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Commerzbank returns to the Dax

The return to the Dax is perfect: Commerzbank is returning to the first German stock exchange league after almost exactly four and a half years.

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Commerzbank returns to the Dax

The return to the Dax is perfect: Commerzbank is returning to the first German stock exchange league after almost exactly four and a half years. From February 27th, the money house will again be one of the 40 members of the German stock index. The index provider Stoxx, a subsidiary of Deutsche Börse, announced the decision expected by experts on Friday evening after Wall Street closed in Zug.

The early return of the Dax founding member was made possible by the withdrawal of the Linde industrial group from the Frankfurt Stock Exchange. The currently most valuable Dax group no longer meets one of the criteria and is removed from the Dax price list.

Commerzbank lost its place in the Dax in autumn 2018 due to its sharply reduced stock market value and has been listed in the MDax of medium-sized stocks since September 24, 2018. The then Commerzbank boss Martin Zielke had calmly commented on the descent of the Dax-Dinos - of all things in the year of the 30th anniversary of the leading German index: "In terms of the importance of the bank for the German economy, nothing will change at all."

However, the truth also includes: Belonging to the Dax is definitely a question of prestige. A place in the showcase of the German economy guarantees attention and attracts international investors. In addition, index funds (exchange traded funds/ETFs) that replicate the composition of the leading index have to be rebalanced depending on the Dax list, which usually has an impact on the share prices of certain titles.

The acting Commerzbank boss Manfred Knof made no secret of the fact that the return to the Dax would be good news for his company when the balance sheet was presented on Thursday: This would be "first and foremost an important signal to our customers," said the manager. He expects that being part of the Dax will “reinforce” Commerzbank’s position in corporate customer business.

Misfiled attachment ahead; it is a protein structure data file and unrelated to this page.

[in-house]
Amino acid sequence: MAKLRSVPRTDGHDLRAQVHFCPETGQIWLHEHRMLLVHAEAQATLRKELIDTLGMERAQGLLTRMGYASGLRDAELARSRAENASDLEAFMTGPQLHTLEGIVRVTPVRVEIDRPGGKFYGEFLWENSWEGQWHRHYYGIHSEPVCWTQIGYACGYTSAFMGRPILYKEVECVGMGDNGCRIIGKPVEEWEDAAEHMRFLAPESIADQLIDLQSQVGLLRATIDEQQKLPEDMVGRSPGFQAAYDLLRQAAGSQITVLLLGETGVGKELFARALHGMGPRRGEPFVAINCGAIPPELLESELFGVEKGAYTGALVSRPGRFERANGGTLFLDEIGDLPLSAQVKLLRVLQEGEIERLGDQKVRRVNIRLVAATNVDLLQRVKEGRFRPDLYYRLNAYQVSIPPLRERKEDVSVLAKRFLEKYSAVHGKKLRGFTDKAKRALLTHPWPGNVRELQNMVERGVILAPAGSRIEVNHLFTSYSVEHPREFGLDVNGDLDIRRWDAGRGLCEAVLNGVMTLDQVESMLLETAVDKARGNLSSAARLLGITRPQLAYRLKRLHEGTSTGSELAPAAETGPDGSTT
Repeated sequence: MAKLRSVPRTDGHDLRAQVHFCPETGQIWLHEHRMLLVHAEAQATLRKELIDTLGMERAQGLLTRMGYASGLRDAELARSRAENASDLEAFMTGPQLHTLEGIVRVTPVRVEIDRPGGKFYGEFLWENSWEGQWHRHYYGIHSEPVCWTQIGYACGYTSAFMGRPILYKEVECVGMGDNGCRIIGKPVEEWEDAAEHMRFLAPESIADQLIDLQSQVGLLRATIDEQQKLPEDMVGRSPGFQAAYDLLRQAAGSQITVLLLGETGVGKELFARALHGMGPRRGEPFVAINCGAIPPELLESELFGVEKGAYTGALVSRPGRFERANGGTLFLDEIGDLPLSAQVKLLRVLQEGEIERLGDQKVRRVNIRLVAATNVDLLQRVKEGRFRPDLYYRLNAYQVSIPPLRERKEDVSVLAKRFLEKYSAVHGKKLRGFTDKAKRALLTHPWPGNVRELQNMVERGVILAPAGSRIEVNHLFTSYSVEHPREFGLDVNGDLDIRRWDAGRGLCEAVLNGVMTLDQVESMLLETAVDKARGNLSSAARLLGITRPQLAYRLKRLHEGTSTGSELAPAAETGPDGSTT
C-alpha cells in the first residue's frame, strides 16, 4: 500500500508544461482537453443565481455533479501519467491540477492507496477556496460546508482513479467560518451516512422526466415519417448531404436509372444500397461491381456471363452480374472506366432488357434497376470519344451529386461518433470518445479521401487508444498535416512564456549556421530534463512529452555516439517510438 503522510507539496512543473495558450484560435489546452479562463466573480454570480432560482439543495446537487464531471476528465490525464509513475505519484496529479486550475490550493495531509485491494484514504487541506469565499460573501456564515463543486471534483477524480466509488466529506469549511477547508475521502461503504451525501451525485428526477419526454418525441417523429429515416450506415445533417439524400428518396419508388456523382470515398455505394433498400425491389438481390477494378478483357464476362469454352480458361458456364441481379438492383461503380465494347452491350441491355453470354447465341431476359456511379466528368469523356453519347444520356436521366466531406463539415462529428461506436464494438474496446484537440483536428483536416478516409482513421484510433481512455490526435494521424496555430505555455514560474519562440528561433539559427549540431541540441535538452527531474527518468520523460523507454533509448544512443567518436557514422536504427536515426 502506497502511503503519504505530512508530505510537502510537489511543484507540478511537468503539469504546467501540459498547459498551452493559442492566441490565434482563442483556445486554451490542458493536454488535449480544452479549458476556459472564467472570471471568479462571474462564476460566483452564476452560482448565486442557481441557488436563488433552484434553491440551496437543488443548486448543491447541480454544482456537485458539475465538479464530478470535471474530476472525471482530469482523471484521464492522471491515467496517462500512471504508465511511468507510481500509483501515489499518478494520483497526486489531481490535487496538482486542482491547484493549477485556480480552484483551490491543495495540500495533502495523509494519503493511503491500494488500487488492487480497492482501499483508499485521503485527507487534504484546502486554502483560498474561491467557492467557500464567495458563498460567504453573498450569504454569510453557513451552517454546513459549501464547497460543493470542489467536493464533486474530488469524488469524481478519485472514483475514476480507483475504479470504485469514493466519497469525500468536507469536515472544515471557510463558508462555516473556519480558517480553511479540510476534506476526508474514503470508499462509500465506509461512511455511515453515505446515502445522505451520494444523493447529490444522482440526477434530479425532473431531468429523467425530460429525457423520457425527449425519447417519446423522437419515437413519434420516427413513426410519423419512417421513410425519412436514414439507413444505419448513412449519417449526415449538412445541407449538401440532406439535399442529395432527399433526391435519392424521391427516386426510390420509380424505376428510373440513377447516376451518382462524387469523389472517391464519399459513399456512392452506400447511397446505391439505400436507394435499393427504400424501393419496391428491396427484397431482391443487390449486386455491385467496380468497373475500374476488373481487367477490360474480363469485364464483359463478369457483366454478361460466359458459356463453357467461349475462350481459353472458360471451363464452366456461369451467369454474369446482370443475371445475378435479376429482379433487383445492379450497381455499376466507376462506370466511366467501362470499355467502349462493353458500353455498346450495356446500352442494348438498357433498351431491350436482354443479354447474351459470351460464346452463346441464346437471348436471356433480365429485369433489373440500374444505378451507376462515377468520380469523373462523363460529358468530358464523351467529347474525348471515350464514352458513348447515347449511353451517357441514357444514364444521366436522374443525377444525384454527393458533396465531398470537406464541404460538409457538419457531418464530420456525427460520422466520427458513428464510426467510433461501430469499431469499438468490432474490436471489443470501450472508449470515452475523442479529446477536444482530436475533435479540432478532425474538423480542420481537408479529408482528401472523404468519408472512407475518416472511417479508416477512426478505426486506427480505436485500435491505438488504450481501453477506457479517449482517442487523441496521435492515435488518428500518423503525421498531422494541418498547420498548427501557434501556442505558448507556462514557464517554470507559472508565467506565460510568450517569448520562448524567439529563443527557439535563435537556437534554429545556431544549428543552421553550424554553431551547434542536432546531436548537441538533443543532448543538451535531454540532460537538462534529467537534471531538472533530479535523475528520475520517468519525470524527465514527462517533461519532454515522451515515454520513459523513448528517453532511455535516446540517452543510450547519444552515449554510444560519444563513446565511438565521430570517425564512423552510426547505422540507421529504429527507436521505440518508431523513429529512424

It is no coincidence that the current Commerzbank management banged its own drum before the stock exchange's current decision: at the end of January, a good two weeks before the balance sheet was presented, the partially nationalized money house announced that it was ready to return to the Dax. In 2022, the bank made a profit of almost 3.4 billion euros before interest, taxes, depreciation and amortization (Ebitda). This means that the requirement introduced by the stock exchange in the meantime, that Dax members must have been profitable at least on the basis of the Ebitda in the previous two financial years, is fulfilled. The bottom line is that Commerzbank made the highest profit since 2007 last year with a good 1.4 billion euros.

For the money house, the return to the Dax is also a confirmation of the restructuring of the group: CEO Knof, who took office at the beginning of 2021, had tightened the austerity course. The bank cut thousands of jobs and significantly reduced its comparatively dense branch network in Germany with around 1,000 locations before the corona pandemic.

The joke of the story: In autumn 2018, the payment service provider Wirecard took the place of Commerzbank among the then 30 companies in the first German stock exchange league. For the once highly acclaimed company, it was over in the summer of 2020: After a balance sheet scandal involving air bookings worth billions, Wirecard collapsed, and a trial is currently underway in Munich on suspicion of commercial gang fraud. Among others in the dock: the former Wirecard boss Markus Braun.

Ultimately, however, the Wirecard scandal did have one good thing: The Dax was not only expanded from 30 to 40 companies, but also received new rules - including those that only profitable companies were included in the first German stock exchange league.

"Everything on shares" is the daily stock exchange shot from the WELT business editorial team. Every morning from 7 a.m. with our financial journalists. For stock market experts and beginners. Subscribe to the podcast on Spotify, Apple Podcast, Amazon Music and Deezer. Or directly via RSS feed.

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